Do you feel, or have you ever felt broken?
Maybe the feeling comes from a relationship that ended, a job lost, the death or loss of a loved one, or feeling alone, misunderstood, and inadequate in such a vast and unforgiving world.
Maybe it comes from the stress of not knowing how you will pay the bills or feed your family, or from rejection by your society simply for being different, or maybe from the hate and racism you see and feel around you every single day of your life, for no reason other than the way you look.
Maybe it comes from feeling lost and purposeless in a world or a culture that refuses to slow down to allow you to feel things, examine your life, and make changes.
Maybe you regret the way you have spoken to or treated someone, or the way you hurt someone you care about a lot. Feeling broken comes not only from what has happened to us, but what we’ve done to others.
If you answered yes to any of the above, or perhaps something came to mind that I did not mention…how often do you admit your brokenness to people — if ever?
I know I’ve allowed myself to feel broken before in silence, for mixed reasons.
For starters, it’s terrifying to admit to yourself. To say “I am broken” is to feel like there is something wrong with you. Most of the time we feel broken, we don’t label it that, even in our inner dialogue with ourselves for fear of what it means or says about us.
It’s also terrifying to admit to others.
What if people see me as weak?
What if they critique me or tear me down rather than validate my feelings and show me compassion, love and understanding?
Even if you don’t actively think or recognize these thoughts, it’s likely you subconsciously do. It’s in our nature.
We’ve been conditioned to believe that not only do we gain nothing from sharing, it can actually cause us harm.
There is another aspect to my silence. Recently, I’ve found myself reflecting on all the moments in my life where I’ve felt broken by something or felt truly hurt, but denied myself the chance to truly feel those emotions because other people around me and around the world are facing much more insurmountable problems. They have legitimate reasons to hurt. My reasons aren’t valid.
I thought–maybe not directly, but my actions seemed to say — that the only way to truly respect the hurting experienced by others was to silence my own. When I say silence, I mean my refusal to speak about what I was feeling, choosing only to listen, empathize and support, and figure out my own sh*t later by myself.
But I’ve come to realize over the years that that’s not true empathy. It doesn’t fully help heal the pain others feel, and it sure as hell doesn’t help heal my own.
Let me make one thing super clear. Listening is a hugely important foundation. None of what I’ve written aims to invalidate listening. If you don’t listen and do your best to understand someone, you’ll get nowhere.
But there is an aspect of sharing that is missing.
While I’ve provided some of my own reasons, everyone has their own. They may not be the same, but our mutual brokenness unites us whether we discuss it or not. Whether we realize it or not.
Bryan Stevenson articulates this idea very well through powerful stories told in his book Just Mercy.
For those who may not be familiar with Bryan Stevenson, he is an American lawyer, social justice activist, and founder/executive director of the Equal Justice Initiative, an organization founded in 1989 that is committed to ending mass incarceration and excessive punishment in the United States, to challenging racial and economic injustice, and to protecting basic human rights for the most vulnerable people in American society.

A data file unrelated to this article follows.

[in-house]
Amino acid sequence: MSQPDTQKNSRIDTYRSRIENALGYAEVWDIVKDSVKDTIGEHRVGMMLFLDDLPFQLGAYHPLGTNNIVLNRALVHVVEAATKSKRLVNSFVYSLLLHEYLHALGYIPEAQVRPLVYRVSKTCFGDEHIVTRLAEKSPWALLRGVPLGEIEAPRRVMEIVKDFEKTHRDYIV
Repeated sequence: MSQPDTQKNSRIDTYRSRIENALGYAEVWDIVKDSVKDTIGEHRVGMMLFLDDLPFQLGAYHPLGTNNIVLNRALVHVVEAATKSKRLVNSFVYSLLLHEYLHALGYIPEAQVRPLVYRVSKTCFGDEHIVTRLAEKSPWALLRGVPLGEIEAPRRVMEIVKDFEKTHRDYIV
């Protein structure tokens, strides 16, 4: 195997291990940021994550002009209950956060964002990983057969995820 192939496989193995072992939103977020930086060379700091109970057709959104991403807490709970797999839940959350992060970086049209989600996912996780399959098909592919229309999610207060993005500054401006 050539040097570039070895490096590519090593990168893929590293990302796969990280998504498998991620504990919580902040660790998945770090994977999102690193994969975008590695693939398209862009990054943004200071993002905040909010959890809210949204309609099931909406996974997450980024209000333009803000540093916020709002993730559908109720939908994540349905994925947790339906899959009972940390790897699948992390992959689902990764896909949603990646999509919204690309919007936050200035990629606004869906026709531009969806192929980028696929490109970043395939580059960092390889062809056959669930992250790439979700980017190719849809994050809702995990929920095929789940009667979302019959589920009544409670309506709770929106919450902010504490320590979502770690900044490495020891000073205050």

I’m not one to include very long quotes in my writing but in this case, he writes so eloquently about being broken and what it means for humanity, that I couldn’t cut any of it out (He basiscally sums up all of what I’ve said in a few short sentences 😂).
We are all broken by something. We have all hurt someone and have been hurt. We all share the condition of brokenness even if our brokenness is not equivalent.
The ways in which I have been hurt—and have hurt others—are different from the ways Jimmy Dill [an Equal Justice Initiative case. Jimmy was executed in 2009 despite Alabama’s failure to provide him adequate legal help] suffered and caused suffering. But our shared brokenness connected us.
Paul Farmer, the renowned physician who has spent his life trying to cure the world’s sickest and poorest people, once quoted me something that the writer Thomas Merton said: We are bodies of broken bones. I guess I’d always known but never fully considered that being broken is what makes us human. We all have our reasons. Sometimes we’re fractured by the choices we make; sometimes we’re shattered by things we would never have chosen.
But our brokenness is also the source of our common humanity, the basis for our shared search for comfort, meaning, and healing. Our shared vulnerability and imperfection nurtures and sustains our capacity for compassion.Bryan Stevenson, Just Mercy
There is so much more Bryan has to share with us, that I’m strongly considering a second post on this topic that expands upon the ideas presented here and goes deeper into how our brokenness affects us on a societal level.
But in terms of our personal lives and relationships, we have a choice. It’s important to listen, but it’s also important to share our vulnerabilities and create safe spaces to talk about our shared brokenness that unites us as humans. We must embrace that we won’t have equivalent experiences, but acknowledge the value of sharing them anyway.
“We have a choice. We can embrace our humanness, which means embracing our broken natures and the compassion that remains our best hope for healing. Or we can deny our brokenness, forswear compassion, and, as a result, deny our own humanity.”Bryan Stevenson, Just Mercy